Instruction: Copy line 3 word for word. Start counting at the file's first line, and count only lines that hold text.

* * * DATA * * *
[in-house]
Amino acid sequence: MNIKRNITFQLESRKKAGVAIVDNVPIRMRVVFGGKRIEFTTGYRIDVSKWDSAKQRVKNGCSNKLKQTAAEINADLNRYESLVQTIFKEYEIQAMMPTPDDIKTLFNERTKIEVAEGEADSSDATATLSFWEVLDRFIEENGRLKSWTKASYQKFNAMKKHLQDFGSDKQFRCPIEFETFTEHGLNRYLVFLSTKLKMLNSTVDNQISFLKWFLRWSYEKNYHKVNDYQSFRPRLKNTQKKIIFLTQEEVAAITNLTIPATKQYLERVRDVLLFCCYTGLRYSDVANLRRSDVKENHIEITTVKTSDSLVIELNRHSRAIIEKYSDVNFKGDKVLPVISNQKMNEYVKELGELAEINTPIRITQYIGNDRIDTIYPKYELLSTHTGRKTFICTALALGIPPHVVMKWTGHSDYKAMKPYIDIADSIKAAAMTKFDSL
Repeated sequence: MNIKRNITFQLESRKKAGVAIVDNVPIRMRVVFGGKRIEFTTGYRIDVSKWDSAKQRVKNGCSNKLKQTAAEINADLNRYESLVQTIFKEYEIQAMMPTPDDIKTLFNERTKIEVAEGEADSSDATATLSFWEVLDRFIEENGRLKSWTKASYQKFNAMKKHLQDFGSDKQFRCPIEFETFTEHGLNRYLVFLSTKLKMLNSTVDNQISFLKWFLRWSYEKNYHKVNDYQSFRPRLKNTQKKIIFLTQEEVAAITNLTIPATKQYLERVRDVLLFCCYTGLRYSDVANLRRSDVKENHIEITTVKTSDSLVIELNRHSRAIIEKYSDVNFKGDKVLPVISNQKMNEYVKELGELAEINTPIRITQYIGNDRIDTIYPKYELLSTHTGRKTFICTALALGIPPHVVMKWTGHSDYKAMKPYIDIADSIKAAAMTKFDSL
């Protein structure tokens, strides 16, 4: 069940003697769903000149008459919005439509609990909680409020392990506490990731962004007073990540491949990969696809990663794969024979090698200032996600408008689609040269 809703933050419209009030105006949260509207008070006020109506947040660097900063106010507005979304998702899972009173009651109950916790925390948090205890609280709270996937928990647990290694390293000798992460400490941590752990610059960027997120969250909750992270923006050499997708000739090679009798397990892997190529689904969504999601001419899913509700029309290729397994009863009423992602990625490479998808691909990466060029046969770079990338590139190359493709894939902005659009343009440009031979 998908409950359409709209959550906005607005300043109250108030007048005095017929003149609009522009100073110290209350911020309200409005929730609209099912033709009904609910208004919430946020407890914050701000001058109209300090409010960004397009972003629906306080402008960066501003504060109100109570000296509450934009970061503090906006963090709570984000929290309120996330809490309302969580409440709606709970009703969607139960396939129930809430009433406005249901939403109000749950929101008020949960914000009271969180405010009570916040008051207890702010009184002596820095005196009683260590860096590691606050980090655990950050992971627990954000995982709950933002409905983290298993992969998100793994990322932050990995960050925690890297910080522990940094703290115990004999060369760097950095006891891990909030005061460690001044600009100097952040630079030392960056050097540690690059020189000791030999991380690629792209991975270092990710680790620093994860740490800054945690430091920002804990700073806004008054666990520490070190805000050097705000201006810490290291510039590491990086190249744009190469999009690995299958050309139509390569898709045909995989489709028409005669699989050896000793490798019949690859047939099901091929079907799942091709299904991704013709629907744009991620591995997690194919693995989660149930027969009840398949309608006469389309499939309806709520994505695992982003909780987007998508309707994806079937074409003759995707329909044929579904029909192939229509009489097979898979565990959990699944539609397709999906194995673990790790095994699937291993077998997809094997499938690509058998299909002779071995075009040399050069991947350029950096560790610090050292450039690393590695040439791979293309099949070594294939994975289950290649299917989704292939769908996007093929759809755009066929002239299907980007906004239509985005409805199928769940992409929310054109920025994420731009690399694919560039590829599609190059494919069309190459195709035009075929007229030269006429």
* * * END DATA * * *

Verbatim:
Repeated sequence: MNIKRNITFQLESRKKAGVAIVDNVPIRMRVVFGGKRIEFTTGYRIDVSKWDSAKQRVKNGCSNKLKQTAAEINADLNRYESLVQTIFKEYEIQAMMPTPDDIKTLFNERTKIEVAEGEADSSDATATLSFWEVLDRFIEENGRLKSWTKASYQKFNAMKKHLQDFGSDKQFRCPIEFETFTEHGLNRYLVFLSTKLKMLNSTVDNQISFLKWFLRWSYEKNYHKVNDYQSFRPRLKNTQKKIIFLTQEEVAAITNLTIPATKQYLERVRDVLLFCCYTGLRYSDVANLRRSDVKENHIEITTVKTSDSLVIELNRHSRAIIEKYSDVNFKGDKVLPVISNQKMNEYVKELGELAEINTPIRITQYIGNDRIDTIYPKYELLSTHTGRKTFICTALALGIPPHVVMKWTGHSDYKAMKPYIDIADSIKAAAMTKFDSL